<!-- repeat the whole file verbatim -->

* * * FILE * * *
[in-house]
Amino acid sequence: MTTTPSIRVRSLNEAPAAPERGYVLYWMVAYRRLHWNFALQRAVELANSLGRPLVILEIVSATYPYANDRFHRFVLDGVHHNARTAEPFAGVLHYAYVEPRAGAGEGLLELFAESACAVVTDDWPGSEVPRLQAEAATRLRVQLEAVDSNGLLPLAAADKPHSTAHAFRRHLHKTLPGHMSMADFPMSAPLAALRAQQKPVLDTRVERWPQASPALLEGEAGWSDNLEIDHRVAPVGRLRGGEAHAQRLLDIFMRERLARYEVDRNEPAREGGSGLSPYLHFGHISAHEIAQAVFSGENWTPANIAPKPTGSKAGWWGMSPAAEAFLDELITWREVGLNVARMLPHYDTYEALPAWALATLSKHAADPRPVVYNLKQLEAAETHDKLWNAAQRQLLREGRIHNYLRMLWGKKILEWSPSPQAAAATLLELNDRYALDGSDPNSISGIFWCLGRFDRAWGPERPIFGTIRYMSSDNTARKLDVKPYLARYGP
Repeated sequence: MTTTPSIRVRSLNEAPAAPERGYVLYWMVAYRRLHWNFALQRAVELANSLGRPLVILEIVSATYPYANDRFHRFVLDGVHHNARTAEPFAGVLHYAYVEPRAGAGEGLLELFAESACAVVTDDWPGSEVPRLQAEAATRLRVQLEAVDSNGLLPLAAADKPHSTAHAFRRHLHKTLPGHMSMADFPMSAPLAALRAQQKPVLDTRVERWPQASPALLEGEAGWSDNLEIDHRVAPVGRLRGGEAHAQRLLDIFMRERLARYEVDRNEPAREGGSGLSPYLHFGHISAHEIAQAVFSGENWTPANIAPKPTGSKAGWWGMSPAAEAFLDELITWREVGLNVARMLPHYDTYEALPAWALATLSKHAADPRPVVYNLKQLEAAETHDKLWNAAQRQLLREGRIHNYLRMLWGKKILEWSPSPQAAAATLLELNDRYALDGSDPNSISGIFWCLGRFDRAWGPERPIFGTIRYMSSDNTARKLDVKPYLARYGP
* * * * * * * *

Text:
[in-house]
Amino acid sequence: MTTTPSIRVRSLNEAPAAPERGYVLYWMVAYRRLHWNFALQRAVELANSLGRPLVILEIVSATYPYANDRFHRFVLDGVHHNARTAEPFAGVLHYAYVEPRAGAGEGLLELFAESACAVVTDDWPGSEVPRLQAEAATRLRVQLEAVDSNGLLPLAAADKPHSTAHAFRRHLHKTLPGHMSMADFPMSAPLAALRAQQKPVLDTRVERWPQASPALLEGEAGWSDNLEIDHRVAPVGRLRGGEAHAQRLLDIFMRERLARYEVDRNEPAREGGSGLSPYLHFGHISAHEIAQAVFSGENWTPANIAPKPTGSKAGWWGMSPAAEAFLDELITWREVGLNVARMLPHYDTYEALPAWALATLSKHAADPRPVVYNLKQLEAAETHDKLWNAAQRQLLREGRIHNYLRMLWGKKILEWSPSPQAAAATLLELNDRYALDGSDPNSISGIFWCLGRFDRAWGPERPIFGTIRYMSSDNTARKLDVKPYLARYGP
Repeated sequence: MTTTPSIRVRSLNEAPAAPERGYVLYWMVAYRRLHWNFALQRAVELANSLGRPLVILEIVSATYPYANDRFHRFVLDGVHHNARTAEPFAGVLHYAYVEPRAGAGEGLLELFAESACAVVTDDWPGSEVPRLQAEAATRLRVQLEAVDSNGLLPLAAADKPHSTAHAFRRHLHKTLPGHMSMADFPMSAPLAALRAQQKPVLDTRVERWPQASPALLEGEAGWSDNLEIDHRVAPVGRLRGGEAHAQRLLDIFMRERLARYEVDRNEPAREGGSGLSPYLHFGHISAHEIAQAVFSGENWTPANIAPKPTGSKAGWWGMSPAAEAFLDELITWREVGLNVARMLPHYDTYEALPAWALATLSKHAADPRPVVYNLKQLEAAETHDKLWNAAQRQLLREGRIHNYLRMLWGKKILEWSPSPQAAAATLLELNDRYALDGSDPNSISGIFWCLGRFDRAWGPERPIFGTIRYMSSDNTARKLDVKPYLARYGP